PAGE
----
The monster machines drew crowds, but Bally had an even more important change that revolutionized slots. Previous machines had used metal tubes and slides to make payoffs that ranged from 2 to 20 coins.
Bally’s new Money Honey machines changed all that, with sleek designed fronts that opened on a hinge and gave slot attendants the ability to fill an electro-mechanical hopper with coins.
The new process allowed players to hit larger payouts and be paid automatically as the hopper spun and dispensed jackpots, counting the payout as it went.
Just 15 years later, the gaming industry introduced computer-run machines to their customers. The new machines used computer motherboards and removable chips to change game parameters. The machines used now employ random number generators to ensure safety and fair payouts for huge jackpots that have reached more than $20 million.
The machines most popular in the early days of Las Vegas had 3 reels and symbols like cherries, plums, oranges, and bells. A standard slot had 20 symbols per reel, so the odds of hitting the jackpot were 8000 to 1.
Today, machines can have nearly unlimited combinations. In fact, the largest group jackpot is offered by IGT on their Megabucks machines.
Those machines have virtual reels with 368 possible stops. Each virtual reel has one jackpot symbol. 368 x 368 x 368 gives the player one chance in 49,836,032 spins to hit the jackpot. Yes, the odds are high, but so are the jackpots, often over $20 million.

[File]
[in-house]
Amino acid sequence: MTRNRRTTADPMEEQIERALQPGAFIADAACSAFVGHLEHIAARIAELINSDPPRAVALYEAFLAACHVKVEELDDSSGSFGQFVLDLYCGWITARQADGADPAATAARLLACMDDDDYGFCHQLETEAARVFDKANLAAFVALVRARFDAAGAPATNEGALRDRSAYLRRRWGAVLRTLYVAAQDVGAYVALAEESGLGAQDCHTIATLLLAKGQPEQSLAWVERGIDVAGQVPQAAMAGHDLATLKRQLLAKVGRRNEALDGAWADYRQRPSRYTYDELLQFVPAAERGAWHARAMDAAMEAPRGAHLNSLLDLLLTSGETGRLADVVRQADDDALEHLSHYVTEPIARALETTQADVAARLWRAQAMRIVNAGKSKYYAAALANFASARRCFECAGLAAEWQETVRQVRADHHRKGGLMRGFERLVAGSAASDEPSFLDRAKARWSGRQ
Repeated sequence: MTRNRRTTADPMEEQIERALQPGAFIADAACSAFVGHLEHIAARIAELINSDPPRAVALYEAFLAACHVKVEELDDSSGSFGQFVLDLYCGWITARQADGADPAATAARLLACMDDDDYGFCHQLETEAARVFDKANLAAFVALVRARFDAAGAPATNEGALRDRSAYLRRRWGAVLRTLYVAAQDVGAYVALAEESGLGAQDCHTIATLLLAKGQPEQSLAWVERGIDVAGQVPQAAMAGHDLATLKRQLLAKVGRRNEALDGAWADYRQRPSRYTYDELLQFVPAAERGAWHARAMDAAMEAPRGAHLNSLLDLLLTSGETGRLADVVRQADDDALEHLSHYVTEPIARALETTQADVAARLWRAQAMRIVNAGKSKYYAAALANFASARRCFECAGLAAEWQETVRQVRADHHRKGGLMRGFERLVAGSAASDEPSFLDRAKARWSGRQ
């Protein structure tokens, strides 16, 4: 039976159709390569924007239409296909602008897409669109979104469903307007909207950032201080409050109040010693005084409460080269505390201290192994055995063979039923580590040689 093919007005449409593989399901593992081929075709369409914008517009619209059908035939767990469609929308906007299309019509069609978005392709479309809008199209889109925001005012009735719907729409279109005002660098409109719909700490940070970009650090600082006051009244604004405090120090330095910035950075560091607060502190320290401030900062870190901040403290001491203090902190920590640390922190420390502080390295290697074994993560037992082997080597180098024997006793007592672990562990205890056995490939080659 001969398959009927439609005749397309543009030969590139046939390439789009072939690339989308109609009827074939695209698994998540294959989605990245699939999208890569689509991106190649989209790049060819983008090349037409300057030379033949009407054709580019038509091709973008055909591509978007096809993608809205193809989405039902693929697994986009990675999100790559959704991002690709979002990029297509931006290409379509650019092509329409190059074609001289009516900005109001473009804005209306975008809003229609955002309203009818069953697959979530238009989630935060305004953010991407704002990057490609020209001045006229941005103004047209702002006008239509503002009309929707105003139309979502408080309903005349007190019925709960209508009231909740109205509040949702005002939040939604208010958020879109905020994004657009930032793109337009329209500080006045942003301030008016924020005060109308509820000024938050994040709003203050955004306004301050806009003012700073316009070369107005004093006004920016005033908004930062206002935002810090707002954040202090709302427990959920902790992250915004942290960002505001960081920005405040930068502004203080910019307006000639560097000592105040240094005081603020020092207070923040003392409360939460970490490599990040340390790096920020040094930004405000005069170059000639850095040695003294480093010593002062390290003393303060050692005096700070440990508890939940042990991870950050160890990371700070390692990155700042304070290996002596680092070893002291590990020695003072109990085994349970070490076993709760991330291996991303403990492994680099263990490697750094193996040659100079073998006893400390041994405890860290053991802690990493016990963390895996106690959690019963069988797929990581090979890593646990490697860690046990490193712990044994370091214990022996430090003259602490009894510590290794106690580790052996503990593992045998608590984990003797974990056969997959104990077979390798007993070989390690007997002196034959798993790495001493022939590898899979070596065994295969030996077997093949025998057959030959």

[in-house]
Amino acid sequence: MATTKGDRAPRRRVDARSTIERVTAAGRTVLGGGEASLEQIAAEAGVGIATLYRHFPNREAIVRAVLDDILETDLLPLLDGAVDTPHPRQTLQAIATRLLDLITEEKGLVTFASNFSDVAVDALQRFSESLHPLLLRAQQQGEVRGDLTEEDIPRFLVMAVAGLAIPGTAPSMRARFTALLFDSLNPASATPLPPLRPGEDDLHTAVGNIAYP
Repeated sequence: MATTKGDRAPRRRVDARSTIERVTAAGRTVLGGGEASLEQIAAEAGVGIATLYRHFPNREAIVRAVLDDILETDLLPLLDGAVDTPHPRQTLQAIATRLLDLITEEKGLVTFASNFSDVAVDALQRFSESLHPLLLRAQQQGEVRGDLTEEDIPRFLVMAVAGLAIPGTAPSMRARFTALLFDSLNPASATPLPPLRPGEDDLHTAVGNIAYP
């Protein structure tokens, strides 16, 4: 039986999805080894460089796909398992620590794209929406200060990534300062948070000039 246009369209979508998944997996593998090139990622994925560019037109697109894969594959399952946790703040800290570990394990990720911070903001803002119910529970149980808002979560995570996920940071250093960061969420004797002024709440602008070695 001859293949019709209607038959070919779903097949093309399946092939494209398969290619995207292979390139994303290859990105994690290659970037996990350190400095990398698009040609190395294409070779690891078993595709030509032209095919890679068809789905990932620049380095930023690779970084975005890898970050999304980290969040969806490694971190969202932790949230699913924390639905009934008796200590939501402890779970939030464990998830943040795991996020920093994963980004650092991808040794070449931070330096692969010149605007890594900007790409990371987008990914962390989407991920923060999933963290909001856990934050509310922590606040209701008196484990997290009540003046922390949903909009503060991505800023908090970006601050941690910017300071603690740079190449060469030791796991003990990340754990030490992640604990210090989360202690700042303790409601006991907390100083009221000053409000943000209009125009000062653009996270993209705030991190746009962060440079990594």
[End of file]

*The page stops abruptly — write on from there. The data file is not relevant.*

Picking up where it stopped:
Unfortunately, nearly every large group (or linked machine) jackpot has a payoff made over 25 years. What that means is that if the jackpot is $1 million, you get a check for $40,000 the day you hit the big one. Then, you get a check in the mail for the same amount annually for 24 years.
Today’s Slots in Las Vegas
Yes, there are hundreds of different slots to play in Nevada. Theme machines range from game shows like “Let’s Make a Deal” to movie favorites like Ferris Bueller’s Day Off, Ghostbusters (old and new), Star Trek, Batman, and even My Cousin Vinny.
If you don’t find your favorite show, you can try the standard Blazing Sevens, or one of the dozens of different styles and designs offered at each casino.
In fact, once you fly into Las Vegas, you don’t even have to leave the airport to get your money in action. There are slot machines at the airport! Play away, and don’t worry, the payouts and house edge aren’t much different from location to location.
Just keep in mind that if you hit the jackpot, you’ll have to wait a while to get paid. Make sure you don’t miss your flight!